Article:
The Delhi High Court Monday listed for hearing on December 1 a batch of petitions seeking a Uniform Civil Code (UCC) and observed that it “cannot do anything” if the issue has already been decided by the Supreme Court. A bench headed by Acting Chief Justice Manmohan observed that in March, a top court bench had already declined a plea for “gender neutral” and “religion neutral” laws filed by lawyer Ashwini Kumar Upadhyay, one of the petitioners before the high court as well.
The court deferred further hearing on the petitions while noting that none appeared for the petitioners during the proceedings and Upadhyay was yet to place on record his prayers in the petition before the Supreme Court.
“Supreme Court has already decided the matter virtually… If the matter is covered by Supreme Court then we can’t do anything,” the bench, also comprising Justice Mini Pushkarna said.
In April, a division bench headed by the then Chief Justice Satish Chandra Sharma had said that Upadhyay’s petition was prima facie not maintainable and asked him to place before it the “prayers” made by him before apex court.
The high court was informed that in March, the top court refused to entertain petitions by Upadhyay in respect of “gender neutral” and “religion neutral” laws as it observed that the matter fell in the legislative domain and that in 2015, he had even withdrawn a plea from there in relation to UCC.
The high court had then remarked that a “simpliciter withdrawal” has to be distinguished from a “withdrawal with liberty” to approach a court with the same grievance and directed the petitioner to file the “prayers” in these matters in four weeks.
Besides Upadhyay’s petition, there are four others petitions as well before the high court , which have contended that India “urgently needs a Uniform Civil Code”.
The petitioners have contended that gender justice and gender equality, guaranteed under Articles 14-15 of the Constitution and dignity of women, guaranteed under Article 21 of the Constitution, cannot be secured without implementing Article 44 (the State shall endeavour to secure for citizens a UCC throughout the territory of India).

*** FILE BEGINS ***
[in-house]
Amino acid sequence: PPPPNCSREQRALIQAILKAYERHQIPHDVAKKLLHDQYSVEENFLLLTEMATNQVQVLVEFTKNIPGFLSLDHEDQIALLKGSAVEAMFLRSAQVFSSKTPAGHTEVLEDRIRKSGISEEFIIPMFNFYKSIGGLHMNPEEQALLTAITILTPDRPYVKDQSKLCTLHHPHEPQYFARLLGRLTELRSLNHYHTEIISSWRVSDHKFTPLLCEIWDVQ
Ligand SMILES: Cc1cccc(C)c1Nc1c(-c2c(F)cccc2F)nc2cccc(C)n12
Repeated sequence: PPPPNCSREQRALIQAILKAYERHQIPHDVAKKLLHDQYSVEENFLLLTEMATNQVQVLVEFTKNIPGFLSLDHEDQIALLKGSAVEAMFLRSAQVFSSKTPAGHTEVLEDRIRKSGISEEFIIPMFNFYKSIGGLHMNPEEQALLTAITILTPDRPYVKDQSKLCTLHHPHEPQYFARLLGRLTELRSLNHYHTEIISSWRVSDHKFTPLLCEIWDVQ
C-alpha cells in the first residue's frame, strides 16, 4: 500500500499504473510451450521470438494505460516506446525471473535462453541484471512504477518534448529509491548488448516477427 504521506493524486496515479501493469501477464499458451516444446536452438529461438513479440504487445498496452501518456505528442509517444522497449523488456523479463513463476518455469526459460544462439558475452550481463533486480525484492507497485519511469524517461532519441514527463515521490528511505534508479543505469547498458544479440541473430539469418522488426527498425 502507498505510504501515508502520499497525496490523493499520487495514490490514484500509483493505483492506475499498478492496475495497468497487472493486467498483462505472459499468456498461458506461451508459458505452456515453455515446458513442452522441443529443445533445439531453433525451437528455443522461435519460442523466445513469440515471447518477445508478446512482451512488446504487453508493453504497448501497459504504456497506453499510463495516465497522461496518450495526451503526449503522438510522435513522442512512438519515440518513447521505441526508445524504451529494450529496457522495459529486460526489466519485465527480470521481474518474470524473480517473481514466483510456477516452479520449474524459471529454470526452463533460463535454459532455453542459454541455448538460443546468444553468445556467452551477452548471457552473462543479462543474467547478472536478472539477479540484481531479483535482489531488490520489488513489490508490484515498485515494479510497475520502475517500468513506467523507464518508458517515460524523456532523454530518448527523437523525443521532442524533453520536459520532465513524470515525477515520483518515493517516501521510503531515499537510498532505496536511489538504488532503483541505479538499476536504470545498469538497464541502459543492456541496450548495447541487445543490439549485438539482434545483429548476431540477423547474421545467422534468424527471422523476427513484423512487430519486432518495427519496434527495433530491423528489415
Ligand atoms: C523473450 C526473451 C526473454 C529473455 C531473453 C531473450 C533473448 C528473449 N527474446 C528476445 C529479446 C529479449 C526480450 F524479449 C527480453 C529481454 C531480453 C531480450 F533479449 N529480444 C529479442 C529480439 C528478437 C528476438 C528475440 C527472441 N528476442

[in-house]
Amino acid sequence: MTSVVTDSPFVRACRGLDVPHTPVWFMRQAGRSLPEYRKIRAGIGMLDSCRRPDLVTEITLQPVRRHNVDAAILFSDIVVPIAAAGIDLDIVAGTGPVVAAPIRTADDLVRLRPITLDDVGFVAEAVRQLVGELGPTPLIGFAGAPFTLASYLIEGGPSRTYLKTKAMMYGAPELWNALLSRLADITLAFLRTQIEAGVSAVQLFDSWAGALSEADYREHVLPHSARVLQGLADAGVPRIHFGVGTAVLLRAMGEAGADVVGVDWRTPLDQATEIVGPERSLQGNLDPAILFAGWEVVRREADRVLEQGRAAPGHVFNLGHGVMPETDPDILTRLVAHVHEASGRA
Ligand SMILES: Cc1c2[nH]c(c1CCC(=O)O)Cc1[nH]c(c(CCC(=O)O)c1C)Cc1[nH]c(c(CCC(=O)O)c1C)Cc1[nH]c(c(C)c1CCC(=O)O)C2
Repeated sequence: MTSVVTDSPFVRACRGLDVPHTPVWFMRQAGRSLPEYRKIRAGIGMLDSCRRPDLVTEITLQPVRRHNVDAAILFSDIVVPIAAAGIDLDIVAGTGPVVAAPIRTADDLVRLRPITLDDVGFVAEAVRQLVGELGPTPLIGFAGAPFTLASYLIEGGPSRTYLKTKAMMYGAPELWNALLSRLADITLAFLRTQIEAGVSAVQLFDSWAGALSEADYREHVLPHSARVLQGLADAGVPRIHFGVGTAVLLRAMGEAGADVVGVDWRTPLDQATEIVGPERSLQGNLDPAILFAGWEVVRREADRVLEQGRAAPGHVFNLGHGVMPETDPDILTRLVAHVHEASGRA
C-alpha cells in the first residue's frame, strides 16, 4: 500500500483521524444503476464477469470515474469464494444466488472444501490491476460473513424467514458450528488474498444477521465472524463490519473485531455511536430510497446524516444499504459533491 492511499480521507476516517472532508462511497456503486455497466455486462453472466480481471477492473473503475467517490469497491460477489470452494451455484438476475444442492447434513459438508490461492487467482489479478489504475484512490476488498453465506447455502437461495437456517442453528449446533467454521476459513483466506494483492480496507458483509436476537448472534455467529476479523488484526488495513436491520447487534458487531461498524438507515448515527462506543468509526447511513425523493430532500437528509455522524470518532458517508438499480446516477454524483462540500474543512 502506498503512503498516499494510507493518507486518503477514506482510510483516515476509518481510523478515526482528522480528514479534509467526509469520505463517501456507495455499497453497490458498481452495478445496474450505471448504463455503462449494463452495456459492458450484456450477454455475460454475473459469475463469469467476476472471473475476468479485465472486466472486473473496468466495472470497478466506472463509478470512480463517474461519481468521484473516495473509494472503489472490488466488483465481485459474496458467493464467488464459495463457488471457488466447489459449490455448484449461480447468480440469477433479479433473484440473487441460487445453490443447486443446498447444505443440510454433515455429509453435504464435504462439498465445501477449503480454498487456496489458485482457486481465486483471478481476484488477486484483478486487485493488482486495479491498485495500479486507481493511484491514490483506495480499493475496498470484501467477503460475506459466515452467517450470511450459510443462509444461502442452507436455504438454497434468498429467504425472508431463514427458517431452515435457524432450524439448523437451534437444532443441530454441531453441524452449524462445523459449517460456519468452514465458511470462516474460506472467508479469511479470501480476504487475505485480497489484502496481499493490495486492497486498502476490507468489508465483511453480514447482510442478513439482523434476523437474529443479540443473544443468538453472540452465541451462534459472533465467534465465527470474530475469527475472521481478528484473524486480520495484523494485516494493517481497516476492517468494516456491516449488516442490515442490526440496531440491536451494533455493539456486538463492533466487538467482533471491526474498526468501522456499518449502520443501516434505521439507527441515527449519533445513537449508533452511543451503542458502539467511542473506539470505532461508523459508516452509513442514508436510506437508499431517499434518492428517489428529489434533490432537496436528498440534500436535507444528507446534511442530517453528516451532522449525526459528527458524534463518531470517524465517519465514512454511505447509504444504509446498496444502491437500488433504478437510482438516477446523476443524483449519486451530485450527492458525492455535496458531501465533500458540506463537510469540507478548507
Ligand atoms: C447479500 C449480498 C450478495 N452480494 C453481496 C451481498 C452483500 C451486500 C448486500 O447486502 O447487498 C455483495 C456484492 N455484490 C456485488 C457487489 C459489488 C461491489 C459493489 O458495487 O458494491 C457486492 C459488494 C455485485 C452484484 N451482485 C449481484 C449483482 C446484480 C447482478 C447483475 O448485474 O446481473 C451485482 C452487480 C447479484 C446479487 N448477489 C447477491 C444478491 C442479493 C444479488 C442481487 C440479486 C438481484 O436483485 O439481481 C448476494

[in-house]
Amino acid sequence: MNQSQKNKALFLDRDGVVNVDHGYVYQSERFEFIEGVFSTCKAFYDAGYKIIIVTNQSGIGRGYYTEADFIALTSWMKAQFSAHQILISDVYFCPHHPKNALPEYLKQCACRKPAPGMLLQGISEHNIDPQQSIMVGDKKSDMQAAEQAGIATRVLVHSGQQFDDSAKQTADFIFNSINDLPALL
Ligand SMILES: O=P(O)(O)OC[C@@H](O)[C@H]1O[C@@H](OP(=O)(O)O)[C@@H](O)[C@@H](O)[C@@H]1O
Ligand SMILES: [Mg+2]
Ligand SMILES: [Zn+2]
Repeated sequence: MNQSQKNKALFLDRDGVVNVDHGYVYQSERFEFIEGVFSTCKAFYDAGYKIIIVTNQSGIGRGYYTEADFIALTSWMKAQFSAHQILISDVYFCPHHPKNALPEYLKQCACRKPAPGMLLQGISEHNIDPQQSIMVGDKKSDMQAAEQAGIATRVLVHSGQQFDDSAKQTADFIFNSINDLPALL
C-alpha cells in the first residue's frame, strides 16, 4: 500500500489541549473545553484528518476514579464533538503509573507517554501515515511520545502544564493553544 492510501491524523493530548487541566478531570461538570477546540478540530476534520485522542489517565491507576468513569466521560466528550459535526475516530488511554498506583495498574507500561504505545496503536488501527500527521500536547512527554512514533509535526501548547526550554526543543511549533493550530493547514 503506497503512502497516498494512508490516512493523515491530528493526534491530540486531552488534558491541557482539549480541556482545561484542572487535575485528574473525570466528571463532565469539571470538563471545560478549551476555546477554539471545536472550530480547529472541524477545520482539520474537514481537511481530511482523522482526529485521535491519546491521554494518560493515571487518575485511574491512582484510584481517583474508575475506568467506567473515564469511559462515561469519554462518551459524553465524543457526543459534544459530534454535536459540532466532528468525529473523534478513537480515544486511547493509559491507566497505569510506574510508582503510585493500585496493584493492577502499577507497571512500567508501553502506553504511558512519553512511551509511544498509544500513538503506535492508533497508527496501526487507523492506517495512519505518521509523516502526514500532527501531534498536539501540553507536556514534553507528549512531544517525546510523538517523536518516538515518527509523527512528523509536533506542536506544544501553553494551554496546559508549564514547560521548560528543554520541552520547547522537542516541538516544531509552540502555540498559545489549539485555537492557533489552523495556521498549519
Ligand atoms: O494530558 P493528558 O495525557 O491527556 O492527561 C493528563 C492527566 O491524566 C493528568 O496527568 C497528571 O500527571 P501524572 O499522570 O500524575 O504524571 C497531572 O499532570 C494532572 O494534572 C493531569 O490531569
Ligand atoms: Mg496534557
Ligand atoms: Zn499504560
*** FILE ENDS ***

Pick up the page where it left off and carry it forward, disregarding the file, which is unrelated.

The petitions have claimed that the UCC, with a common set of rules governing every citizen of the country, will replace the personal laws, which are based on the scriptures and customs of various religious communities.
In response, the Centre has said citizens from different religions and denominations following different property and matrimonial laws is an affront to the nation’s unity and the Uniform Civil Code will result in the integration of India.
It has however stated that a petition is not maintainable for formulation of the UCC as it is a “matter of policy”, which has to be decided by the “elected representatives of the people” and “no direction can be issued on with regard”.
The Centre has asserted it would examine in consultation with stakeholders the issue of formulating the Code after it receives the report of the Law Commission.
In May 2019, the high court had sought the Centre’s response on Upadhyay’s petition seeking constitution of a judicial commission to draft the UCC in order to promote national integration, gender justice and equality, and dignity of women.